NMAK19008U  Dynamical Systems

Volume 2019/2020

MSc Programme in Mathematics


The course is an introduction to dynamical systems with emphasis on Ordinary Differential Equations (ODEs). The following topics will be discussed:

  • Linear Systems: Existence and Uniqueness Theorem, Continuous Dependence on Initial Conditions and Parameters
  • Stability Theory: Matrix solutions, Lyapunov functions
  • Global Theory of Nonlinear Systems: Hartman-Grobman Theorem, Poincare-Bendixson Theorem
  • Bifurcation theory: One and two dimensional bifurcations
  • Discrete Dynamical Systems: Period doubling bifurcation
  • Applications to chemistry, ecology, epidemiology and mechanics.
Learning Outcome


  • Basic concepts in dynamic system theory: solutions, stability, bifurcation. 
  • Standard methodes to determine the behavior of a dynamical system: Lyapunov function approach, eigenvalues of coefficient matrix
  • Local versus global behavior.



  • Solve 2- and 3-dimensional linear ODEs with constant coefficients
  • Determine uniform / asymptotic stability of equilibria for linear systems 
  • Prove stability / instability of gradient systems by constructing Lyapunov functions
  • Compute stable / unstable manifolds of simple 2-3 dimensional nonlinear systems
  • Identify fixed-point bifurcations and Hopf bifurcation for 1 or 2-dimensional ODEs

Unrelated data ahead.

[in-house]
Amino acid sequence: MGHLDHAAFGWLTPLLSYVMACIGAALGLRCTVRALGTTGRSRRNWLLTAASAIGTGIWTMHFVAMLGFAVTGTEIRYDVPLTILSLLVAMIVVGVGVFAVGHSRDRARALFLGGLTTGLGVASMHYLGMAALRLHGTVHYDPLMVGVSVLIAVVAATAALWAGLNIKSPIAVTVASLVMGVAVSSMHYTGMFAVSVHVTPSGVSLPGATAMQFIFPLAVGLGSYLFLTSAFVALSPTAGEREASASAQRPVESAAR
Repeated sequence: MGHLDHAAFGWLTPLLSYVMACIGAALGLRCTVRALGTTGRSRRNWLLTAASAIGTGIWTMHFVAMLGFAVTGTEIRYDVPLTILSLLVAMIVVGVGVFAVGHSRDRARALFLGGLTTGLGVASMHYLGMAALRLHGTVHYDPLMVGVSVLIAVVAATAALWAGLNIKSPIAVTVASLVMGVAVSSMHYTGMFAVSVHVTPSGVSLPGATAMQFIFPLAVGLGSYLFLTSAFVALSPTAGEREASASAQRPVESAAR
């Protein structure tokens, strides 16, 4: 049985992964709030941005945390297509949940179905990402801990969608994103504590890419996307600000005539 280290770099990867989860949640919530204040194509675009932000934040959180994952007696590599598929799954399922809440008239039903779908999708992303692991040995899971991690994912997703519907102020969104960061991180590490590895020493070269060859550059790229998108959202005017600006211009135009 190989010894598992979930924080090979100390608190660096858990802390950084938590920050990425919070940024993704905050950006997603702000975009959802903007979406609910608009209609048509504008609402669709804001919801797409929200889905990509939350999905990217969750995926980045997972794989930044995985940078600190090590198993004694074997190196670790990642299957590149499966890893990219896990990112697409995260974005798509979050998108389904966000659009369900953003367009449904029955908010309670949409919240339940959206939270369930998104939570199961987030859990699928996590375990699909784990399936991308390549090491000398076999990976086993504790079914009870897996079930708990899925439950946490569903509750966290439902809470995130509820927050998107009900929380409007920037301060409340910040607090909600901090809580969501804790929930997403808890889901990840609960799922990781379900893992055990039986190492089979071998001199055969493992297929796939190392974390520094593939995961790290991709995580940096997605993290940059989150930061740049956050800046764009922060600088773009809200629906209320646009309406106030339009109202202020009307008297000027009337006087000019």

• Describe bifurcations for simple discrete mappings



  • Apply dynamical systems theory to build models and understand natural phenomena (for instance, Hopf bifurcation)

See Absalon for final course literature. The following is an example of expected course literature

EA Coddington and N. Levinson, Theory of ordinary differential equations. Tata McGraw-Hill Education, 1955.

L. Perko, Differential Equations and Dynamical Systems. 3rd Ed, Springer-Verlag, 2001.

MW Hirsch, S. Smale, RL Devaney, Differential Equations, Dynamic Systems and an Introduction to Chaos. Elsevier, Amsterdam, 2004.



E.g., the course Differential Equations (Diff).

Academic qualifications equivalent to a BSc degree is recommended.
4 hours lectures and 2 hours exercises per week for 7 weeks.
7,5 ECTS
Type of assessment
Written examination, 3 hours
Written exam.
Exam registration requirements

To qualify for the exam two written assignments must be approved (passed/not passed)

Written aids allowed
Marking scale
7-point grading scale
Censorship form
No external censorship
One internal examiner.

Same as regular exam. If the required written assignments were not approved before the ordinary exam they must be resubmitted. They have to be approved no later than three weeks before the beginning of the re-exam week in order to qualify for the re-exam.

Criteria for exam assesment

The student must in a satisfactory way demonstrate that he/she has mastered the learning outcome of the course.

  • Category
  • Hours
  • Lectures
  • 28
  • Theory exercises
  • 14
  • Exam
  • 3
  • Preparation
  • 161
  • Total
  • 206